Systemic deficiencies with regard to access to information, decision-making or compliance with environmental law can seriously threaten successful implementation of circular and green economy and sustainable development. Taking a case to court to advance a widely shared public interest remains an essential safeguard for the environment, human health and well-being and sustainable development. The case law in a number of countries demonstrates that environmental non-governmental organizations (NGOs) use a strategic approach to litigation to achieve justice in relation to critical environmental issues such as air quality, biodiversity loss, water quality and climate change. There are clear benefits for countries from promoting enabling conditions for such public interest litigation. Such benefits include protection of environmental rights and accountability in decision-making, improving the quality of environmental assessments and supporting the rule of law.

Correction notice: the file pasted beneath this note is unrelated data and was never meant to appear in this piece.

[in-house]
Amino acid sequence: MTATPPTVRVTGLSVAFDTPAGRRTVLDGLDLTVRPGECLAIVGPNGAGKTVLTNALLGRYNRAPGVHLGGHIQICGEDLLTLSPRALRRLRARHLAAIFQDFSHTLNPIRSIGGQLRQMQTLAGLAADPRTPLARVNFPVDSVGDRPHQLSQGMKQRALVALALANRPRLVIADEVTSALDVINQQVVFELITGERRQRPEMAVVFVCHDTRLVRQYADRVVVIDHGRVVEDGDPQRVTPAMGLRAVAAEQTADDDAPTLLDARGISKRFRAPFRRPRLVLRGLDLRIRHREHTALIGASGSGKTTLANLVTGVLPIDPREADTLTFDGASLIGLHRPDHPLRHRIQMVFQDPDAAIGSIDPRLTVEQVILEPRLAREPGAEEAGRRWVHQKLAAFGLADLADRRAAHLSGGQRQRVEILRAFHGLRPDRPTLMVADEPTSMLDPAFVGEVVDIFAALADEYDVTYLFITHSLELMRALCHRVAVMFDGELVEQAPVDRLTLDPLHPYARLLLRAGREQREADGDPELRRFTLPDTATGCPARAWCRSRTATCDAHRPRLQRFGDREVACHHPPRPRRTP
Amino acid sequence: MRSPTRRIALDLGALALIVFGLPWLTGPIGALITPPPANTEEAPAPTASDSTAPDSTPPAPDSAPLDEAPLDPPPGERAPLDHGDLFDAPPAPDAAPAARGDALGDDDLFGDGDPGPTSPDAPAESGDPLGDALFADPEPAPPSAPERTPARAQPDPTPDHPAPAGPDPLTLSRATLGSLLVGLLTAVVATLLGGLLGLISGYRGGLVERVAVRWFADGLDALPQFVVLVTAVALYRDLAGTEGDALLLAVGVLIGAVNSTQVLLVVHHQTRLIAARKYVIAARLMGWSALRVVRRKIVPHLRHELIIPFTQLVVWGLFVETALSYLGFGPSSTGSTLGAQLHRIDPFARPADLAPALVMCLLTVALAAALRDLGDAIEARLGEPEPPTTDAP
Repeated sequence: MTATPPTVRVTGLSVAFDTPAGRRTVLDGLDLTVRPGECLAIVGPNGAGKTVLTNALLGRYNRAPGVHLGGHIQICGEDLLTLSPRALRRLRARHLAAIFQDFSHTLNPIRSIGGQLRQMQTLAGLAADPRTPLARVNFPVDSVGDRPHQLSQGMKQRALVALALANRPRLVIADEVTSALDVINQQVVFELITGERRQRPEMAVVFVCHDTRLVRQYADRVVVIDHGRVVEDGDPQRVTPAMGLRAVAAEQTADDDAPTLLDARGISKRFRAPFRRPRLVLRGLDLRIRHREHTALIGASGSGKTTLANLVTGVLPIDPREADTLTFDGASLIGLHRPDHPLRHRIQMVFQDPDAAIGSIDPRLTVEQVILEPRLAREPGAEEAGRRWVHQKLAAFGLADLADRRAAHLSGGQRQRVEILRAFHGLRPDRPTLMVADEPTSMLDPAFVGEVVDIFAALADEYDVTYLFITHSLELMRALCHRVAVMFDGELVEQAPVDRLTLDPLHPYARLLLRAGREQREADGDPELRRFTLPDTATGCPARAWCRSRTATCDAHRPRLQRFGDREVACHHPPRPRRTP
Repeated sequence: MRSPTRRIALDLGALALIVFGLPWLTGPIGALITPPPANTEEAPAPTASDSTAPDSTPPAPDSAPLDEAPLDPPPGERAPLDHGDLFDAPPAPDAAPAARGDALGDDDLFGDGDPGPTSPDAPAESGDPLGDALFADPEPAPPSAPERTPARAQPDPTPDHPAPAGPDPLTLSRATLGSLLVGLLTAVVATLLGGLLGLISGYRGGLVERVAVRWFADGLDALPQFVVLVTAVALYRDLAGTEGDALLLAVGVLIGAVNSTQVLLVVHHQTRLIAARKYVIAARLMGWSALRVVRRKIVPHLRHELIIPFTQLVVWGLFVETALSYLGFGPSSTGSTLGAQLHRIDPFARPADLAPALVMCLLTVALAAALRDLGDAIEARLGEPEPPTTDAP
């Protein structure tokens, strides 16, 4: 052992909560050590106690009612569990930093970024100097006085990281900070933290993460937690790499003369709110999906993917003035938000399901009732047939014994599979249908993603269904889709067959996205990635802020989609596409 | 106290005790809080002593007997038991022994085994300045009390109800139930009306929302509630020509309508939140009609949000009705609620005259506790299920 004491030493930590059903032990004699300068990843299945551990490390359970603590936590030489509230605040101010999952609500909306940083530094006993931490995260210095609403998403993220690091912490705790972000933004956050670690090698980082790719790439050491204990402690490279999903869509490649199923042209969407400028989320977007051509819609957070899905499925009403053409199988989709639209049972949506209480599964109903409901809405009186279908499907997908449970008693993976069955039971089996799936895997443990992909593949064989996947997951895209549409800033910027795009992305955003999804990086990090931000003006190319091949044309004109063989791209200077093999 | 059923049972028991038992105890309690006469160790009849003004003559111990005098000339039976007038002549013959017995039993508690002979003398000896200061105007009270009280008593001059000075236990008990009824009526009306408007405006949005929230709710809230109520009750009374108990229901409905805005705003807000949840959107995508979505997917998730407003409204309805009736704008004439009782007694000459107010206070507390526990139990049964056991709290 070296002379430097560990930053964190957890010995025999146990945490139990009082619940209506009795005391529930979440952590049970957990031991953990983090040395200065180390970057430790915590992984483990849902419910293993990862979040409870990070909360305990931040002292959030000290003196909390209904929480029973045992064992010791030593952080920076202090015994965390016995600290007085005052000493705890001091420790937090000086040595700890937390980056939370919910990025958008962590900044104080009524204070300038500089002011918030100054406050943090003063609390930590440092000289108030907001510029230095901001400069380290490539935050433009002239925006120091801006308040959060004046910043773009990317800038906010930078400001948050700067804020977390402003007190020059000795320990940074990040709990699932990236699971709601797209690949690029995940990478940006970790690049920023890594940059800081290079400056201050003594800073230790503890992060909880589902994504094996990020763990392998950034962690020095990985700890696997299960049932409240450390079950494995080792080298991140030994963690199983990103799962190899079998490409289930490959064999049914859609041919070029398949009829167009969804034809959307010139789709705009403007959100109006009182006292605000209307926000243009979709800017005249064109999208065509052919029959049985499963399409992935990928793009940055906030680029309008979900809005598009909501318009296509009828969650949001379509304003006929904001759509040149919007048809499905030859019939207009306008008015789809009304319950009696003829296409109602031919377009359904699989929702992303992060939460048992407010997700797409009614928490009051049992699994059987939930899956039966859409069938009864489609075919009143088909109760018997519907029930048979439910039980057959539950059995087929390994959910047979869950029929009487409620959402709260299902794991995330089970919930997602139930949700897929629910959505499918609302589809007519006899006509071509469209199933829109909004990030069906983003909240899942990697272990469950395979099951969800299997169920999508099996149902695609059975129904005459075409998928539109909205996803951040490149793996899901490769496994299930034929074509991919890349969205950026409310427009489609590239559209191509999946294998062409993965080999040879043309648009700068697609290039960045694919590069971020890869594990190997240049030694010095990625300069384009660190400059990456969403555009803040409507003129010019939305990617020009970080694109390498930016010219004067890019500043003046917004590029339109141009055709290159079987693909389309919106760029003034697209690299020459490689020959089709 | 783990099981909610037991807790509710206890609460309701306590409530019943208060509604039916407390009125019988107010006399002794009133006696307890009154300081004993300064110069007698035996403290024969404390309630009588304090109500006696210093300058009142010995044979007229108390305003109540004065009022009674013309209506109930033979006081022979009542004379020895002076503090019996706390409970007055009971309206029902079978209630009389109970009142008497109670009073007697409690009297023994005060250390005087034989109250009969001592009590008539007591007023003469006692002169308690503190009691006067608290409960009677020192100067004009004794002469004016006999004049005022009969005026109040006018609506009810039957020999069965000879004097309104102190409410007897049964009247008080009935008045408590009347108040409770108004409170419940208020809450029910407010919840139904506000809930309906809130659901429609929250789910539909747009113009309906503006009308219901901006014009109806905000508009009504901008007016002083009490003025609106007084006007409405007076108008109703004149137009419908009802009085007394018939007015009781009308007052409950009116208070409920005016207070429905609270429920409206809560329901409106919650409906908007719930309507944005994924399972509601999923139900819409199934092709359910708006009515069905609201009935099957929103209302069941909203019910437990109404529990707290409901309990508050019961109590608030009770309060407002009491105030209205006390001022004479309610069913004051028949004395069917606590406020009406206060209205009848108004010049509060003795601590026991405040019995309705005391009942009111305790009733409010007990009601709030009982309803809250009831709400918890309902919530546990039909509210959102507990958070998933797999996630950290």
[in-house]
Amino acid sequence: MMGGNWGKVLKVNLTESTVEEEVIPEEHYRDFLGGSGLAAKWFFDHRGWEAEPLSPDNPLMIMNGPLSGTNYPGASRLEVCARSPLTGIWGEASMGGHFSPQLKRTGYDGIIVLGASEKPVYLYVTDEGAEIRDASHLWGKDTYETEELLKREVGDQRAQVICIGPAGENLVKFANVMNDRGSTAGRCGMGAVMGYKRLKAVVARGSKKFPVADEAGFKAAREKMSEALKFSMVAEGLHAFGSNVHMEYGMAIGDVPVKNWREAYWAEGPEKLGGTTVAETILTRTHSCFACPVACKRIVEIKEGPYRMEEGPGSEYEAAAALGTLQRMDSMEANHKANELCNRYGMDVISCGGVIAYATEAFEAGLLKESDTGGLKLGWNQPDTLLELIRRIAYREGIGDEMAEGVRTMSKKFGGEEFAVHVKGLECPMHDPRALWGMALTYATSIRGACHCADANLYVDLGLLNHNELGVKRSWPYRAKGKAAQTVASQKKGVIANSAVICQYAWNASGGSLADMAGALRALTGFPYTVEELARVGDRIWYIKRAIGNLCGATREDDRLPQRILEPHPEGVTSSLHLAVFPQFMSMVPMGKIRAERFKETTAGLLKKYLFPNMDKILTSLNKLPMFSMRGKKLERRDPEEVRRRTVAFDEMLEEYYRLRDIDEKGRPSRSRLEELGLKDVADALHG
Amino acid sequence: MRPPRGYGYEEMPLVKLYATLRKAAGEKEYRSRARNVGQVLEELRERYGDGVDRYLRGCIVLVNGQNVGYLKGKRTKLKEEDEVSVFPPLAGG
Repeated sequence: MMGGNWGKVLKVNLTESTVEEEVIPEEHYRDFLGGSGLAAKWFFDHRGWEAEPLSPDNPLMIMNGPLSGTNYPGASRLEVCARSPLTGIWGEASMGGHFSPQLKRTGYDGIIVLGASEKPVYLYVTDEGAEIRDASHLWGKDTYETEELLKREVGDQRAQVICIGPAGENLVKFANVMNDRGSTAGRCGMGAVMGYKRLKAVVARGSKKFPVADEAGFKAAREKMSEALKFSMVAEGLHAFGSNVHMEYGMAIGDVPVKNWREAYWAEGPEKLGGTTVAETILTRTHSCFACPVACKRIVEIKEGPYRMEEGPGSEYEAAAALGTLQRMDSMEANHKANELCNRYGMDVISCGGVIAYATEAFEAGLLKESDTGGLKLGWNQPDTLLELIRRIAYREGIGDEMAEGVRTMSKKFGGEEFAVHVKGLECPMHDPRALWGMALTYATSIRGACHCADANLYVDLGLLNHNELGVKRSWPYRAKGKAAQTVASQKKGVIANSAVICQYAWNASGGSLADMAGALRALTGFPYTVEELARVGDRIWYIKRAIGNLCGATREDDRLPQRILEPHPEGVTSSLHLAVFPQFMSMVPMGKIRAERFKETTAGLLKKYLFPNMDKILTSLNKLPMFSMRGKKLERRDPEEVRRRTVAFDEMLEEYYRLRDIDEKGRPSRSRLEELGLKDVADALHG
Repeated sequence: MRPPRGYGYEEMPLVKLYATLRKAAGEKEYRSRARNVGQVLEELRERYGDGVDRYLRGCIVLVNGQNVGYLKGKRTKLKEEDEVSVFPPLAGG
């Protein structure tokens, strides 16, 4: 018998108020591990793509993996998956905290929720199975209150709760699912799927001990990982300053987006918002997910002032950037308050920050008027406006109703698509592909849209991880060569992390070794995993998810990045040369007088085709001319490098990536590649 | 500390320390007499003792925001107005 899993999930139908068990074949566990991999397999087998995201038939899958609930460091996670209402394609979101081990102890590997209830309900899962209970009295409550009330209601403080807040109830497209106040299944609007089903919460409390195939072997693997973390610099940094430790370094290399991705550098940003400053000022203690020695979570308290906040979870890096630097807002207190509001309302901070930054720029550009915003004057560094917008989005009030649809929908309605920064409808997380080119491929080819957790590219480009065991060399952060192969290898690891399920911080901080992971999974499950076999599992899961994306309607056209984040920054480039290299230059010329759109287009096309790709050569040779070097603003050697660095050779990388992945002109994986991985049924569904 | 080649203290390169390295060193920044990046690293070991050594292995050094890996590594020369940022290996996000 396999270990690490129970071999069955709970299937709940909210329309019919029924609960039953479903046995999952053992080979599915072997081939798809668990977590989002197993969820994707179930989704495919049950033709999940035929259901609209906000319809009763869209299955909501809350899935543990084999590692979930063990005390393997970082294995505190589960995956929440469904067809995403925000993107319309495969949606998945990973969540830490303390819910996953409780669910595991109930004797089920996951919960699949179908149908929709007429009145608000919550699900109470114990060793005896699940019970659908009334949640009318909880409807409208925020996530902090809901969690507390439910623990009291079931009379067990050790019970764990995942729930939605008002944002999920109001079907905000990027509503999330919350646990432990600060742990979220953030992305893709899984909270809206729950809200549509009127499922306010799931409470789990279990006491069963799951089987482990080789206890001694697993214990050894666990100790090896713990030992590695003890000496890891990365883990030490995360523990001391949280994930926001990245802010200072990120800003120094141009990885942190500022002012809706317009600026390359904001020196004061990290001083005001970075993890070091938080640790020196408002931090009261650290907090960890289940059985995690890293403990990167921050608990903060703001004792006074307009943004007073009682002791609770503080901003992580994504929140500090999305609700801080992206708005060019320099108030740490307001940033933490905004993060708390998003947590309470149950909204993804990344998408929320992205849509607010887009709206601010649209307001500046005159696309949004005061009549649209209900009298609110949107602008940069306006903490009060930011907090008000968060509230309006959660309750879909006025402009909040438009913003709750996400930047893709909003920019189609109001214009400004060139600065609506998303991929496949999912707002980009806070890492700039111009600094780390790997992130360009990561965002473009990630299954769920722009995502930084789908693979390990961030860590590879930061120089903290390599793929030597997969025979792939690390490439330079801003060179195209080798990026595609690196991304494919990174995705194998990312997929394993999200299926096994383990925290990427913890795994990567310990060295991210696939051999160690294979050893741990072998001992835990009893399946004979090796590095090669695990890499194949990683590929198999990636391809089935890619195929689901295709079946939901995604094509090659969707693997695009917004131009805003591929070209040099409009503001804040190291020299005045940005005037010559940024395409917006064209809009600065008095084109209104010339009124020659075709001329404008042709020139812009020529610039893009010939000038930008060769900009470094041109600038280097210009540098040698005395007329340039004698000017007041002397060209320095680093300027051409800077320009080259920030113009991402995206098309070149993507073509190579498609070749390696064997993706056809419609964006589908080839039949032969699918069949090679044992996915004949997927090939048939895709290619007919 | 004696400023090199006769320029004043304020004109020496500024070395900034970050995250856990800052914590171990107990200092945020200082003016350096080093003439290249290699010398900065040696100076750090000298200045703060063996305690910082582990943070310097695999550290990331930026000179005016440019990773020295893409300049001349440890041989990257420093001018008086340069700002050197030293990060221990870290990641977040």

The Convention on Access to Information, Public Participation in Decision-making and Access to Justice in Environmental Matters (Aarhus Convention) plays a critical role in this regard by assisting Governments and by empowering the public to promote environmental justice.